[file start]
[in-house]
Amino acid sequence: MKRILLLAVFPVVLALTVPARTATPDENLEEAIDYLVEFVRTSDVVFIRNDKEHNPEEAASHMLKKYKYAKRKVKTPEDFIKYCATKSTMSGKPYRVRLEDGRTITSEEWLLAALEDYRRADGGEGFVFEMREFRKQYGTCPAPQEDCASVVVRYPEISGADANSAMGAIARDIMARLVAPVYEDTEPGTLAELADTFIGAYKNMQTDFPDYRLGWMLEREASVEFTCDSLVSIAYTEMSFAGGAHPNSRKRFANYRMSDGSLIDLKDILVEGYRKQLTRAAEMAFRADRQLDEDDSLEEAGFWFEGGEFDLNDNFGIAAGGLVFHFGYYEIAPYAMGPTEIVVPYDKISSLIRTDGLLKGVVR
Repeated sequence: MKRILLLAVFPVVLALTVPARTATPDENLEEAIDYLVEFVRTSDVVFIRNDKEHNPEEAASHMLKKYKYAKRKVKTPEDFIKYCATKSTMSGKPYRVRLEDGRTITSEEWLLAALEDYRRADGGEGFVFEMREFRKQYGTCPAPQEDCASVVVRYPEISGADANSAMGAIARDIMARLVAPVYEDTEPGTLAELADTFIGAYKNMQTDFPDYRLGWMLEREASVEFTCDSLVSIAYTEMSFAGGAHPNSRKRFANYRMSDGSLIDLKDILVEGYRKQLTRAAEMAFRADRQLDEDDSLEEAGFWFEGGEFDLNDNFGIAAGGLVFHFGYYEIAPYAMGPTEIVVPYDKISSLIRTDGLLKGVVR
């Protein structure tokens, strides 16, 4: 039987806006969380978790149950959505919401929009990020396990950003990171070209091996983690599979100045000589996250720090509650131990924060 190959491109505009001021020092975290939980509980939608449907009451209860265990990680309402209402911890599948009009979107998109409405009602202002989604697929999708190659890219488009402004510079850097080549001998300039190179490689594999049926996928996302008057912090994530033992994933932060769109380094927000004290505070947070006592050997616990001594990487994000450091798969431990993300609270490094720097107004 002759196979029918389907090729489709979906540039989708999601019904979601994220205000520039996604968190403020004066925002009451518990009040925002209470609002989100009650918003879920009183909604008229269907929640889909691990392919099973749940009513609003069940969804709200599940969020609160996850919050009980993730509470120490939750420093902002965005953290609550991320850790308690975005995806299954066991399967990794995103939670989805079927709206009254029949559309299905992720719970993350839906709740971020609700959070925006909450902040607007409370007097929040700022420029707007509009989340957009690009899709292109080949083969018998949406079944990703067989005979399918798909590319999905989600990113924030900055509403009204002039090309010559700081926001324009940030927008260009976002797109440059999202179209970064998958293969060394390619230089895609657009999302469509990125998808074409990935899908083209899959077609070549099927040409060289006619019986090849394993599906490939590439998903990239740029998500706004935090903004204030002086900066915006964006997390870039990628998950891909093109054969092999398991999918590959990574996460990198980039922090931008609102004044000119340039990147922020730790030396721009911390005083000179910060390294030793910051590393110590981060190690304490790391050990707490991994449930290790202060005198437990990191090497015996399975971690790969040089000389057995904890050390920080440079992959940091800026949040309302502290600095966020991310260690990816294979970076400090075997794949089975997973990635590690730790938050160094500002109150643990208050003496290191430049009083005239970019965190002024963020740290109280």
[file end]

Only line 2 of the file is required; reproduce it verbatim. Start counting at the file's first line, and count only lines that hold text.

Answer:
Amino acid sequence: MKRILLLAVFPVVLALTVPARTATPDENLEEAIDYLVEFVRTSDVVFIRNDKEHNPEEAASHMLKKYKYAKRKVKTPEDFIKYCATKSTMSGKPYRVRLEDGRTITSEEWLLAALEDYRRADGGEGFVFEMREFRKQYGTCPAPQEDCASVVVRYPEISGADANSAMGAIARDIMARLVAPVYEDTEPGTLAELADTFIGAYKNMQTDFPDYRLGWMLEREASVEFTCDSLVSIAYTEMSFAGGAHPNSRKRFANYRMSDGSLIDLKDILVEGYRKQLTRAAEMAFRADRQLDEDDSLEEAGFWFEGGEFDLNDNFGIAAGGLVFHFGYYEIAPYAMGPTEIVVPYDKISSLIRTDGLLKGVVR